Quick Guide: Cover Design – Preliminary Edition – FAQs

Quick Guide Cover Design

FAQs

Can I request the use of a specific color for my book cover?

Of course! If the color is a general color preference (red, light blue, orange, etc.), simply include that information in your Marketing Questionnaire or other communications to your cover designer. If the color you’d like incorporate is more specific (pewter, fuchsia, mauve, aquamarine, etc.), please provide your cover designer with a visual example of the color for their reference.

Can I provide photography or request a specific image for use in my book cover?

We use stock photography as foundational material for all Cognella book covers and then professionally adapt the imagery to create a unique and relevant cover design. Using stock photography allows us to use imagery that is readily available to us, is print quality, and does not require complex licensing considerations—as many public or generally sourced images are copyrighted. We also do not have access to photoshoots to create imagery in-house.

If you have a specific image or concept in mind, feel free to send examples and talk through your ideas and what you’d like your cover to convey with your designer. Our designers are resourceful and creative and will work with you to find and create imagery that successfully captures the spirit of your book, even if we are not able to use the exact image you submitted.

Can I have a customized cover of the class-use version of my book and use Cognella’s preferred cover design for the nationally available and marketed version? 

Due to the way we are required to set up your book’s files in our various print and distribution channels, we are unable to use different cover art for the version of the book you’re using in your own classroom.

Can I request to change my byline display (ex – Edited by, Written by, Written and edited by, etc.)?

The Cognella licensing and permissions team determines the byline type used for your book. If you book contains a certain percentage of previously published material in the form of fully reproduced article, chapters, or readings, or in the form of numerous excerpts, we are legally required to indicate this by using the byline “Edited by” or “Your Name, Editors.”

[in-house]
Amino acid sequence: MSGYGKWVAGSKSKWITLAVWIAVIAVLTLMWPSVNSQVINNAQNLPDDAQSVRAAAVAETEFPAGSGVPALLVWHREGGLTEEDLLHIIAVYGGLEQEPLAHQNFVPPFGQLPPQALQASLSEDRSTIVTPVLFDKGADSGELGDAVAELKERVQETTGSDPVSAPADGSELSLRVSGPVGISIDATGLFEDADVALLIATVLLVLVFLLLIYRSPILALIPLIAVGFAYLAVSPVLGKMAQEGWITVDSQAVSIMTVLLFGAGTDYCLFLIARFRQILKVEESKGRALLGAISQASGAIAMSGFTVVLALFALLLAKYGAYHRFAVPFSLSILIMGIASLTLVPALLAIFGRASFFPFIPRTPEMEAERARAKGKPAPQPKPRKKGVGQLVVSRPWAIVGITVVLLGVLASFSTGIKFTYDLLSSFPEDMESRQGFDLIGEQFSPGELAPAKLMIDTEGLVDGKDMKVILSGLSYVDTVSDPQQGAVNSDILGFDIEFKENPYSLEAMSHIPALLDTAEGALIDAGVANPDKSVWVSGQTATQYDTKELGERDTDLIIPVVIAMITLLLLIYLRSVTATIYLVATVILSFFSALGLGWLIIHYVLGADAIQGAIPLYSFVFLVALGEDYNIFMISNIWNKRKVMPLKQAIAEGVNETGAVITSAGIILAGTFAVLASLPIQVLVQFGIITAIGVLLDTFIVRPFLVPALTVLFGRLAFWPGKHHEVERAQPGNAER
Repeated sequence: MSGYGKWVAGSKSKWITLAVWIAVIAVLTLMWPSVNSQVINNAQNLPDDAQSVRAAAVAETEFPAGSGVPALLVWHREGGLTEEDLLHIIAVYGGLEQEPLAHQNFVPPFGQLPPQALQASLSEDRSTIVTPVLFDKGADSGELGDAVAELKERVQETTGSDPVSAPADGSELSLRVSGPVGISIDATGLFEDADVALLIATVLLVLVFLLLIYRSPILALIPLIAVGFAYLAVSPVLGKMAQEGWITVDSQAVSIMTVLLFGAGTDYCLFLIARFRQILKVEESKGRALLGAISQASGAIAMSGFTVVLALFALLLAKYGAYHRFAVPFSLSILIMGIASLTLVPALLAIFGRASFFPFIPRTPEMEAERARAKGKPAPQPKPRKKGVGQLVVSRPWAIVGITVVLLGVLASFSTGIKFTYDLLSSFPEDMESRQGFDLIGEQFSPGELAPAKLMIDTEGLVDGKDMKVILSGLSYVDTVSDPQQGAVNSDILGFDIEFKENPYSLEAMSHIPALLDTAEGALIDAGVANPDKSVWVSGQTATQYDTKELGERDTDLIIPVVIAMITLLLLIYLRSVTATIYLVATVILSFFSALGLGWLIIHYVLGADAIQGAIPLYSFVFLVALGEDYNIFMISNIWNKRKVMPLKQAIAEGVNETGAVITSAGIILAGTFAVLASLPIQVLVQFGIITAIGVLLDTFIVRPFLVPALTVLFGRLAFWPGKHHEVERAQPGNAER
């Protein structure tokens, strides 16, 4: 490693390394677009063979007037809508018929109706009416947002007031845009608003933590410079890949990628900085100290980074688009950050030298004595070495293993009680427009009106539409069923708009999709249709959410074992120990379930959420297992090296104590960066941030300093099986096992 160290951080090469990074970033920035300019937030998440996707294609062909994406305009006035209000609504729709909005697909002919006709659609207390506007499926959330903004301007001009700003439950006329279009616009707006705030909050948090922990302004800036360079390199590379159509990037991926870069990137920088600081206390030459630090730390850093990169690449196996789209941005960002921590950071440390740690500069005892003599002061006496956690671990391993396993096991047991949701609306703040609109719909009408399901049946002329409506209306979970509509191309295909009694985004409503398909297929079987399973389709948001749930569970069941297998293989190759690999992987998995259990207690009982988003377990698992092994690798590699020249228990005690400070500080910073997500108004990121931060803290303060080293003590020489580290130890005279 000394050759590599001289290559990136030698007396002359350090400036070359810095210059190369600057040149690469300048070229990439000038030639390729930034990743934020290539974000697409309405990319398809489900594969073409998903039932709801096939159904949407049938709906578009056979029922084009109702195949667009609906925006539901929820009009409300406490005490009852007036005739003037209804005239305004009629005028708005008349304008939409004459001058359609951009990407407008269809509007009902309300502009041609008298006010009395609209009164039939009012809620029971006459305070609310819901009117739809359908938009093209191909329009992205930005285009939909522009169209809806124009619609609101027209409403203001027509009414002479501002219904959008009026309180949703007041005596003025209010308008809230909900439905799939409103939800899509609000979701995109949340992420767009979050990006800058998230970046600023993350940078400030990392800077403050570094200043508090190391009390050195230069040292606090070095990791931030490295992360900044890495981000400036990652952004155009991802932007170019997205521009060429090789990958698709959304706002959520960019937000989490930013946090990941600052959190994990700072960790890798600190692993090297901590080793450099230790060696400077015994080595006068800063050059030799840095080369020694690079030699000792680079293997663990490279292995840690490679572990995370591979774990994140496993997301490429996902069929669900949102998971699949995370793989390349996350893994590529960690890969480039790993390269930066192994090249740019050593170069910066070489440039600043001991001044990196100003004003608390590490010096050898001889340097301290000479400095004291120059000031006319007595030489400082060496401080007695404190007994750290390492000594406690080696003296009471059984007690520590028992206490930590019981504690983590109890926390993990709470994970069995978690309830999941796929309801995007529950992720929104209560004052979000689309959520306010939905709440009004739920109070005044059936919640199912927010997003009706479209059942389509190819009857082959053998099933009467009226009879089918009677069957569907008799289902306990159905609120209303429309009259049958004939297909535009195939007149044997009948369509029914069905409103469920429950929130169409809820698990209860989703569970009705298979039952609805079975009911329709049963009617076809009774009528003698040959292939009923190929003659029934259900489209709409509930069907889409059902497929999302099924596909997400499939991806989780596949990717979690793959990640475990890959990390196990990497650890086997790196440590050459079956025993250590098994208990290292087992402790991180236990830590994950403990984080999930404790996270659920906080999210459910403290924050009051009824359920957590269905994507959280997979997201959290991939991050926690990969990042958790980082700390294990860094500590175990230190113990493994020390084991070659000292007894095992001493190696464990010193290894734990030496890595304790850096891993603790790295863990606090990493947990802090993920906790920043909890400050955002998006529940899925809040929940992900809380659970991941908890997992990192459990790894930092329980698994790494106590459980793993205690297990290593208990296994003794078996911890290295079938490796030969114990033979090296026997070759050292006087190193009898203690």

If your book is right at the threshold and you have written a significant portion of the manuscript yourself, you may be eligible to have your byline listed as “Written and edited by.”

If the majority of your book is original, meaning you’ve written the content specifically for the text, your byline will either feature only the name(s) of the author(s) or “Written by.”

Why doesn’t Cognella include promotional copy or author biographies on preliminary edition covers?

As preliminary editions afford you the opportunity to class-test and revise the content of your manuscript and the Cognella team an opportunity to perform an initial licensing review, we do not craft a description of your book or your author biography until your first edition manuscript is complete. This ensures the book description and author biography created for your text are as accurate and timely as possible. Additionally, because these elements are primarily used as marketing tools and preliminary editions are intended for closed-class use, these elements are not required until your book is ready to launch on the national market (ie – a first edition release).

Can my cover feature a famous celebrity, artist, or figure from history or pop culture?

Imagery that features a well-known individual—or the work they’ve created (for example, visual artists)—is generally not available for commercial use. Acquiring the correct permissions and licensing for any such imagery can be especially challenging. However, our cover designers have experience in rendering famous figures and characters in artistic ways and envisioning new ways to represent particular people, concepts, and pop culture references.

Here are a few examples of our successful re-imaginings as cover art:

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Unsure of next steps or have additional questions? Ask your project editor!